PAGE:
Control wise the Wii again shows that its controls are not to be taken lightly, as without the necessary care things can really degenerate. Sims 2 Pets makes great use of the Wii-mote's pointing abilities when on the character and pet creation sections. However when you hit the Sim world proper you discover that to provide all the options required they have resorted to using complex combinations of button presses. This makes the controls hard to remember and leaves you with the feeling that this is once again a Gamecube game with new controls reversed into it. This is a shame as the rest of the game is pretty well executed.

Graphically, things are pretty much like the Gamecube. Whether this is because there has been little effort to improve things, or because of a lack of horsepower in the Wii, only time will tell. That said, the Sims is not about amazing visuals, and the Gamecube game itself looked pretty good; so you have a nice looking game here regardless of how it compares to other next generation consoles.

I hadn't realised how fully fledged the pets would be.

The sound is, as you would expect, pretty good. Although it doesn't play a huge part in proceedings, where sounds is used the samples are of a high quality. The mumbled voice work of the Sims themselves is as ingenious as ever, giving the little guys and gals personality without tying them down to one particular voice actor.

The most interesting part of the game is obviously the inclusion of pets. There is something of a tension here, as unless you are a master Sims player, you will struggle to look after both humans and pets at the same time. You end up focusing on one or the other. This is not necessarily a bad point, but before playing I hadn't realised how fully fledged the pets would be. They really are like people in their own right. And to that end they pretty much need the same level of care and attention.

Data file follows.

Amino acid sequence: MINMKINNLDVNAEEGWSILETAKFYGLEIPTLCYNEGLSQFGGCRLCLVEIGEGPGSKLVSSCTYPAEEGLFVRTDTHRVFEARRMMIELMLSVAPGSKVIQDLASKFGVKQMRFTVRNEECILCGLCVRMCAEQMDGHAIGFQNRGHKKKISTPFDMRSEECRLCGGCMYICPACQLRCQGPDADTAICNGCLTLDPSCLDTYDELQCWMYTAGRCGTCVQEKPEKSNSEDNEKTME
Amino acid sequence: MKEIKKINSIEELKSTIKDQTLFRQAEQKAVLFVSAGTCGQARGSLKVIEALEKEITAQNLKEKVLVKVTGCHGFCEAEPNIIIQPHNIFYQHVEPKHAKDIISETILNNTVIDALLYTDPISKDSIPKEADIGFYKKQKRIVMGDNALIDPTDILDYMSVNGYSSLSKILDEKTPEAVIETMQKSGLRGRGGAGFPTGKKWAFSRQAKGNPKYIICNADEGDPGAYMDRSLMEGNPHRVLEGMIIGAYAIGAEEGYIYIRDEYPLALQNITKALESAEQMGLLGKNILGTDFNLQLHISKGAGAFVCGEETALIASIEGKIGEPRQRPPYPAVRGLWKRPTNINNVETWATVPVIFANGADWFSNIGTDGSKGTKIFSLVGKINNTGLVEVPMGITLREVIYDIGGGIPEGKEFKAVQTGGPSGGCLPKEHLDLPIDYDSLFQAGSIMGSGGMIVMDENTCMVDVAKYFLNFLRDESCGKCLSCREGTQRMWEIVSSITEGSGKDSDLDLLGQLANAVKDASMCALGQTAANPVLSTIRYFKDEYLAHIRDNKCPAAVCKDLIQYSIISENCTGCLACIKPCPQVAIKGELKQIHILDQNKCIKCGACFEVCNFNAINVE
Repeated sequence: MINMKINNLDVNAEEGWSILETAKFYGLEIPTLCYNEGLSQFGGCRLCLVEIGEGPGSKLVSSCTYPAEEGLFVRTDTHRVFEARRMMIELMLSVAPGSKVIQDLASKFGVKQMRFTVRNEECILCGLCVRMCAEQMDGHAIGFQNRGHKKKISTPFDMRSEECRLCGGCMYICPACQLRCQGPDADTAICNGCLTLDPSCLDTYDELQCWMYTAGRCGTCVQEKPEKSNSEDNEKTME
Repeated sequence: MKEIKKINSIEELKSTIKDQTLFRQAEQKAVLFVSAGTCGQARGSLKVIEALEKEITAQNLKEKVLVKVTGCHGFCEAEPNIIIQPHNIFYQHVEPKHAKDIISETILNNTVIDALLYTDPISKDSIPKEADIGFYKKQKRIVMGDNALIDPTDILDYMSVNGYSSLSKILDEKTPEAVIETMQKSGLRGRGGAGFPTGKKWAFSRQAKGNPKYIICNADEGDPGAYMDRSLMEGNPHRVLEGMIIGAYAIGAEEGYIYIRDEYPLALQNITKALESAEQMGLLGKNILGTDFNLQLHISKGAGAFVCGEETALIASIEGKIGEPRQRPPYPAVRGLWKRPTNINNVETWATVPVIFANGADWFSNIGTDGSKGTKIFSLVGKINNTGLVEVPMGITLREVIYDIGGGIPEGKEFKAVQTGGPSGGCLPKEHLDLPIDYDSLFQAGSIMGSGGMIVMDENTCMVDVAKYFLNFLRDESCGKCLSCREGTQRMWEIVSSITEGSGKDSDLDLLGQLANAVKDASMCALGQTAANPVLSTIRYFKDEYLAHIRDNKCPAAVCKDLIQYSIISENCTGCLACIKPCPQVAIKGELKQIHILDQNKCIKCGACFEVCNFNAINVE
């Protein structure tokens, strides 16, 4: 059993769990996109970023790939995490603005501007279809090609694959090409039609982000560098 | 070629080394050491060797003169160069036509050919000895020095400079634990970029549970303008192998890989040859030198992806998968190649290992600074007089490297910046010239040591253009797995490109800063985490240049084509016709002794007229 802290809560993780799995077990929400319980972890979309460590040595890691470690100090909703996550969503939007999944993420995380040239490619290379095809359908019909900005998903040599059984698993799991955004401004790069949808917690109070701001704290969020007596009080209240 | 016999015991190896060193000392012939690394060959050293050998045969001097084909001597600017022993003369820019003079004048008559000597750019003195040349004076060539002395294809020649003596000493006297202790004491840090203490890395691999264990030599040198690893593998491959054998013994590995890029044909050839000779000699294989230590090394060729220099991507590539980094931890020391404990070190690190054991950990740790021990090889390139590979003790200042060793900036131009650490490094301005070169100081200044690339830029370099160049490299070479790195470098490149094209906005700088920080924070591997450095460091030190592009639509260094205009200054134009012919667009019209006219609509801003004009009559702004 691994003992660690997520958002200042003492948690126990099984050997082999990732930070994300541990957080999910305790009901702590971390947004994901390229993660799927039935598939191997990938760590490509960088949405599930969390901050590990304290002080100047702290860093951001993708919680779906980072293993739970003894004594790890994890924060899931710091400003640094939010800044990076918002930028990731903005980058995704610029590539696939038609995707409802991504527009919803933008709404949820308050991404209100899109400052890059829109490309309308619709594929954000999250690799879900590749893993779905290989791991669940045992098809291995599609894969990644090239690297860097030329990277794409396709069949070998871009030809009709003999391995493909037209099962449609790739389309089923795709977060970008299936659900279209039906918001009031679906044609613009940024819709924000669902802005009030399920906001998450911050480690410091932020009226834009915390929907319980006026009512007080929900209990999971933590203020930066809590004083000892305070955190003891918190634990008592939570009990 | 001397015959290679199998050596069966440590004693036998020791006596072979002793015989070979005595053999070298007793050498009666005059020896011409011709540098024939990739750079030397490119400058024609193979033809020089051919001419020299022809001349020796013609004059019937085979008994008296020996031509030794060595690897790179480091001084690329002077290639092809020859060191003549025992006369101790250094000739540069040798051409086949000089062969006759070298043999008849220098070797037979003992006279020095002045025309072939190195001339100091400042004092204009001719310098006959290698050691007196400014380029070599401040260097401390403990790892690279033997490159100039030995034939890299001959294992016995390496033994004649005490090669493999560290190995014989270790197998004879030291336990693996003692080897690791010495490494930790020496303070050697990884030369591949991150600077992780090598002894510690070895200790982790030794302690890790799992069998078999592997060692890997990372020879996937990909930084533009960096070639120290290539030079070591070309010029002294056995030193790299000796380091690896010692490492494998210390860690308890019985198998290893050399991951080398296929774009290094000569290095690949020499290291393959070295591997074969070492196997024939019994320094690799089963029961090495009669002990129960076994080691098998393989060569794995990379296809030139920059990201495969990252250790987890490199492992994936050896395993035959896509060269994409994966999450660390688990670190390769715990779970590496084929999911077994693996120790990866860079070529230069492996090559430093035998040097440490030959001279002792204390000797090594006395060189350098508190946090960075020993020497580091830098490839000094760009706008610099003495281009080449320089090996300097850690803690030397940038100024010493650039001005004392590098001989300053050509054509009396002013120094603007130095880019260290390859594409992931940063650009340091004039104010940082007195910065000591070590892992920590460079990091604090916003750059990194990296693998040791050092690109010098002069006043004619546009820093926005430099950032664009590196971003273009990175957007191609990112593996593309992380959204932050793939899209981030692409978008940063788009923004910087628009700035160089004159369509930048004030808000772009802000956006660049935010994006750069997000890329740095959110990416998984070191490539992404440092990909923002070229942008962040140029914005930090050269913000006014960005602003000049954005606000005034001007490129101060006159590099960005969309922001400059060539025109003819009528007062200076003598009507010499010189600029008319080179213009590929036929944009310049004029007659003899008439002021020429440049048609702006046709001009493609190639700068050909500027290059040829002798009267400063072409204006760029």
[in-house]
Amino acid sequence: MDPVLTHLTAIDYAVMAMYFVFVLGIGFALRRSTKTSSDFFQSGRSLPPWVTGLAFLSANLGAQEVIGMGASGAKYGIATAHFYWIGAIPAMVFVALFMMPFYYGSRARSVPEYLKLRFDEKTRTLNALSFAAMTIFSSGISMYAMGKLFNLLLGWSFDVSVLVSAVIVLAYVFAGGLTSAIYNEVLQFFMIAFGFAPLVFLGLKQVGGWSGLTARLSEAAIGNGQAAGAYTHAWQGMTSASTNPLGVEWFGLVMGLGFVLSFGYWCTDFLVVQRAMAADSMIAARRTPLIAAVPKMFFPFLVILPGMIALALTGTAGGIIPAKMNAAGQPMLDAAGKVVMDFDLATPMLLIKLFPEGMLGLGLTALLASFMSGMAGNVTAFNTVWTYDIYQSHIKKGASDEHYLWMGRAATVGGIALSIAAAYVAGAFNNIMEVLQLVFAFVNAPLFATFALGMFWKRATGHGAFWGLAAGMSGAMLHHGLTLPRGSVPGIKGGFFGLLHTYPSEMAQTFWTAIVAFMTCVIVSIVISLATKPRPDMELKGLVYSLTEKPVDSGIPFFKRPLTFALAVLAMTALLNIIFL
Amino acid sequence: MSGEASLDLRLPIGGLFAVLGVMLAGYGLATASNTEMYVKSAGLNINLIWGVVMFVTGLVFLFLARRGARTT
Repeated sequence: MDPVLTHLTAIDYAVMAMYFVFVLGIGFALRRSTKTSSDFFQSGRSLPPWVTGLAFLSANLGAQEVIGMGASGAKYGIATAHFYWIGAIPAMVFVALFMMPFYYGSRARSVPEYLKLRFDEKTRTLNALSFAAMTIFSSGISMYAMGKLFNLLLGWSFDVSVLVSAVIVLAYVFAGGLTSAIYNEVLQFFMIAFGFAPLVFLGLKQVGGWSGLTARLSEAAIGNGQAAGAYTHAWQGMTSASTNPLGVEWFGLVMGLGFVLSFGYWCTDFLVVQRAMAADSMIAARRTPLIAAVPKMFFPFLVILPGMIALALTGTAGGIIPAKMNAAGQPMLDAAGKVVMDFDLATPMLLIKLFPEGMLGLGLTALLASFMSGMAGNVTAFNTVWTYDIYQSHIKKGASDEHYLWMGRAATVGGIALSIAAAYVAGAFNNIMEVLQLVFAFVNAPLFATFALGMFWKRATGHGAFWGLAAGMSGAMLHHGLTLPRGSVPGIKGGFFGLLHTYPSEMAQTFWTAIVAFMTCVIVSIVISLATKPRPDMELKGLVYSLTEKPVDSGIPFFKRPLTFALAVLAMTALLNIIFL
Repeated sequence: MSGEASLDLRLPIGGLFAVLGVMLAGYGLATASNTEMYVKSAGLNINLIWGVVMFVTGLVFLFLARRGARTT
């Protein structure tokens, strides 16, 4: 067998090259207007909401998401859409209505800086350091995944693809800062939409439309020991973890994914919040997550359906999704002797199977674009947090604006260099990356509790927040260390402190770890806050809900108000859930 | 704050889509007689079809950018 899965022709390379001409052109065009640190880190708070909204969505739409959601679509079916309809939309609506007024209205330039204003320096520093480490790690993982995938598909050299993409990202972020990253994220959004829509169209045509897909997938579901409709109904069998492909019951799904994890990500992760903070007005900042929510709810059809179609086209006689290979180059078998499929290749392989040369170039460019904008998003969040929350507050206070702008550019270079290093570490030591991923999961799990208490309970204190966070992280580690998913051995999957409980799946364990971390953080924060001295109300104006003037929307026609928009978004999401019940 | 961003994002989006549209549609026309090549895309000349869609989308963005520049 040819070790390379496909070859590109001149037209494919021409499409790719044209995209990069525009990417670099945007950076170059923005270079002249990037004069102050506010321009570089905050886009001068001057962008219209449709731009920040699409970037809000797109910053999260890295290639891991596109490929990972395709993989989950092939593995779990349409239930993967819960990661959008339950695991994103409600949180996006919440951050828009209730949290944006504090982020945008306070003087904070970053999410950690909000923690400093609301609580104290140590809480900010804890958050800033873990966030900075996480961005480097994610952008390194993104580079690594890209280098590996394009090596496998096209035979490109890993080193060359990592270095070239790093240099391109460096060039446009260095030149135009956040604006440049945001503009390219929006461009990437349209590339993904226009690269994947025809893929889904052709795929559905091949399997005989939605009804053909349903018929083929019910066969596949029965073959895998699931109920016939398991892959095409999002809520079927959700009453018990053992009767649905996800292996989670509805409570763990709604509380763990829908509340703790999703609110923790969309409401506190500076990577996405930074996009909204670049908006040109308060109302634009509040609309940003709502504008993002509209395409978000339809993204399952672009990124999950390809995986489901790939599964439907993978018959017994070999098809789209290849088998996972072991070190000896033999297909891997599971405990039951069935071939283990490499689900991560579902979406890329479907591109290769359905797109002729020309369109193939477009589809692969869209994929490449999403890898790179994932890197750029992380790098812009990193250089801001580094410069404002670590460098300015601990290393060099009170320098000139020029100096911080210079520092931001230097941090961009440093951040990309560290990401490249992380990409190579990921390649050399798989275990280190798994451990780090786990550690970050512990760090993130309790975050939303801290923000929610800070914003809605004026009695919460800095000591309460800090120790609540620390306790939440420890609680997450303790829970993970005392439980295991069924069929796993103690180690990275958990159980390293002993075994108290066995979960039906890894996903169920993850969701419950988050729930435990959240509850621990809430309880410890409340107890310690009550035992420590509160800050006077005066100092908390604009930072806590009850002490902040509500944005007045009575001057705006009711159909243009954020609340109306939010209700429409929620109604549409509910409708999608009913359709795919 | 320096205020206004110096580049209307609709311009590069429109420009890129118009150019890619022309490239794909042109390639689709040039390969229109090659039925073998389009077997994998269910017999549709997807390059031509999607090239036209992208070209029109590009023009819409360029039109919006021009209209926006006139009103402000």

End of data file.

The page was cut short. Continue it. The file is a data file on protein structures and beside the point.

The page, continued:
Overall, this is a great game to get if you are new to the series. If you have played the Sim before, the inclusion of Pets may well hook you in again, and it is great to rediscover what made you fall in love with it the first time around. Whilst not changing the game dynamic hugely, pets are an intelligent and well integrated addition. As with the other Sims titles, this really is good value for money and fun for all the family.

Written by Andy Robertson

You can support Andy by buying Sims 2: Pets

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Andy Robertson writes the Family Gamer column.

"Videogame reviews for the whole family, not just the kids. I dig out videogame experiences to intrigue and interest grownups and children. This is post-hardcore gaming where accessibility, emotion and storytelling are as important as realism, explosions and bravado."